The long term plans were probably as vague as they were difficult to reach. If a deal could be worked out with the Scots and Ireland secured by Ormonde, then an invasion of Parliamentarian England could again be thought possible, with the ultimate aim of overthrowing the likes of Cromwell and placing Charles II on the throne properly. Charles could actually have used Ireland itself as a base of operations, stepping foot back on the land that he claimed to be the sovereign of. But such aims would have been pie in the sky in January of 1650, an envisioned situation of complete reversal. More likely perhaps that, by inflicting damaging defeats on the Parliamentarians in Ireland and northern England, Charles would be able to bring them to the table and make a beneficial settlement, which saw him back in power in some form, much as his father previously had been. Ormonde, and the Scots, remained his best avenues of achieving that, though it looked more and more unlikely by the day.
For the Parliamentarians, things were looking far brighter, at least after the momentary brushes with disaster in Dec ember of 1649. All of Ulster bar a few points, most of Leinster bar the Midlands and parts of Kilkenny, most of County Waterford and southern Cork lay in their hands, the major towns fallen, the Royalists defeated at nearly every turn. Through Cromwell’s excellent provisioning for his army – food, money and powder – the New Model Army was more than adequately supplied through the winter, its sick allowed to recover, its morale as high as it could have been. They were numerically superior to their opponents and their better in battlefield experience as well. Mostly of one religious mind and liable to encourage deserters and defections, the New Model Army was the premier fighting force operating in Ireland still.
In the short term, Cromwell wanted to keep hitting the Royalists as hard as he previously had. He still held the initiative and had no shortage of targets. The Royalists heartlands, in Kilkenny and Limerick, were high on those lists, as well as shutting off Royalist access to the coast through Waterford and expanding the immense gains in Ulster. Getting the New Model Army moving as fast as possible and keeping the Royalists pinned back in their fortresses – that had been such easy prey so far – was what Cromwell wanted.
In the medium term though, Cromwell actually did not even want to be on that side of the Irish Sea. There was greater power to be wielded and a Scottish enemy to be confronted in England, where Cromwell was already foreseeing himself, presumably anyway, holding a position of grander authority than simply commanding the New Model Army. While he would delay his departure until things were to his satisfaction in Ireland, Cromwell was not planning on closing the campaign there. Such things would be left to trusted subordinates, but only when the Royalists defences were largely broken. That meant pushing them out of Leinster and Munster. The best result would have been a Catholic surrender, an overthrow of the increasingly hated Ormonde, which allowed Cromwell to bring all matters in Ireland to an end before he would leave himself, though such things were unlikely.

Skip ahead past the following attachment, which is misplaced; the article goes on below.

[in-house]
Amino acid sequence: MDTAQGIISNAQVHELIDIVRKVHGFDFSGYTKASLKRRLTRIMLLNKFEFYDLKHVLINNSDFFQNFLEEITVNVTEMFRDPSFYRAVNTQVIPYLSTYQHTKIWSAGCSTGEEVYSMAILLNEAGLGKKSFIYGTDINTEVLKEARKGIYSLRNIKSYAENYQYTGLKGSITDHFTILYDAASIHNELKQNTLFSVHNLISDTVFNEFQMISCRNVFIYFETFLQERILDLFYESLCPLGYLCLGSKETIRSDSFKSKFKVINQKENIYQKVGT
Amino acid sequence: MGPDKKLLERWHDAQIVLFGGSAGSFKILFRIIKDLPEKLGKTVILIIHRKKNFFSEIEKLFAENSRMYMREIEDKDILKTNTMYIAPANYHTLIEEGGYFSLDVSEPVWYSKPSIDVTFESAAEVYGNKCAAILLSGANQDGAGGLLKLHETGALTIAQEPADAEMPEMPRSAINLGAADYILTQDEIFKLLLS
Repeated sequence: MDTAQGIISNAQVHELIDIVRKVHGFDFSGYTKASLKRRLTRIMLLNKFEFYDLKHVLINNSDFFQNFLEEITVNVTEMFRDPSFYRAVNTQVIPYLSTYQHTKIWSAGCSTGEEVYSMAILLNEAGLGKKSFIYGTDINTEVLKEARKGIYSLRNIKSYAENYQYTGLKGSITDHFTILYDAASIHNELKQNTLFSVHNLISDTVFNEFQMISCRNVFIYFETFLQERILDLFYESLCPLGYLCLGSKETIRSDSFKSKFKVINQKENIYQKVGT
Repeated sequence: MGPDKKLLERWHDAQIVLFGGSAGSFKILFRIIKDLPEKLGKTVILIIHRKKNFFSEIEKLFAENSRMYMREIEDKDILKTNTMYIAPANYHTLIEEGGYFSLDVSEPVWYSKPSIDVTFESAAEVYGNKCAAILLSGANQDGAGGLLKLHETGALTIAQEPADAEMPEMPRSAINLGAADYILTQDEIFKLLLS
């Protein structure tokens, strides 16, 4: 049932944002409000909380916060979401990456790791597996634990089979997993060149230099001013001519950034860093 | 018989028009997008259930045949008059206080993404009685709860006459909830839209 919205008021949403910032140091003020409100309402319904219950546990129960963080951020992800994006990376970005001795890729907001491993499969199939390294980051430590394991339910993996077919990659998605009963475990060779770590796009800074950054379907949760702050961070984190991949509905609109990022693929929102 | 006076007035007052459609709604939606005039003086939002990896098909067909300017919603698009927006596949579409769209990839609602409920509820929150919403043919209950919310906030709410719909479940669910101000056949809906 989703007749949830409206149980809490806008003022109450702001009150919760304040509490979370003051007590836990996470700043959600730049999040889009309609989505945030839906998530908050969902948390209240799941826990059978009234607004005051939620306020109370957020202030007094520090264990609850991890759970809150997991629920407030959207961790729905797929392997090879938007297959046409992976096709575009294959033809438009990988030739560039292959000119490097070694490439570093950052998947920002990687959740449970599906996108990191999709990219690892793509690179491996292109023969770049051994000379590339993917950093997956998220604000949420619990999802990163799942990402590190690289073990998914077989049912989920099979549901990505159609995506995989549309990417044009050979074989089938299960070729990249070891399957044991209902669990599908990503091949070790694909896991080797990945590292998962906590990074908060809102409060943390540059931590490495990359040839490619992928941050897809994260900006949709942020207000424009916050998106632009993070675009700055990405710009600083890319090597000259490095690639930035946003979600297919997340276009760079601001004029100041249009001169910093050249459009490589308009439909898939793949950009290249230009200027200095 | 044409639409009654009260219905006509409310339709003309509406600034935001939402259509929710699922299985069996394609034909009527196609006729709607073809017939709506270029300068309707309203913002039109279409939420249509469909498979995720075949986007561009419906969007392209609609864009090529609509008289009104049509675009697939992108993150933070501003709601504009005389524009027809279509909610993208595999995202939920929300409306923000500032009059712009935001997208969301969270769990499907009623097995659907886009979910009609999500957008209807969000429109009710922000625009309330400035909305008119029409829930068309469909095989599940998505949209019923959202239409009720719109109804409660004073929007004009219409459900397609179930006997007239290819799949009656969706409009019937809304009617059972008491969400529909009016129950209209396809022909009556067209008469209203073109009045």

In the long term, there was the aim of securing the entire country, giving away promised land to the soldiery, recouping debts and making the rebellious Catholics pay some stiff penalties. The Royalists would have to be defeated everywhere, Dublin to Castlebar, Cork to Derry, in order to secure Cromwell’s Commonwealth, the newborn Republic that had marked its creation with the regicide of Charles I. Many still saw Ireland and its Catholic masses as the most potent threat to that dream. The Parliamentarians and Cromwell had little desire to ever make any accord with Charles II that would see their new power – at least that held by the military dominated Parliament – stunted. Ireland’s defeat and the securing of its land and religious authority would help stabilise the Commonwealth’s shaky financial situation and bring it into a new era of peace and expansion.
Before 1649 was over Ormonde had accomplished at least one of his short-term goals, as a meeting of Catholic bishops at Clonmacnoise called for members of the religion to rally behind him so as to be in a better position to oppose the real enemy, Cromwell. The Bishops had once held great power in the former Confederation, and probably hoped to one day regain that, and they would also have hoped that Ormonde would come to rely on Catholic troops more and more. They specifically decried the factionalism that was tearing the Royalist cause apart and called for what was little less than holy war against the Parliamentarians.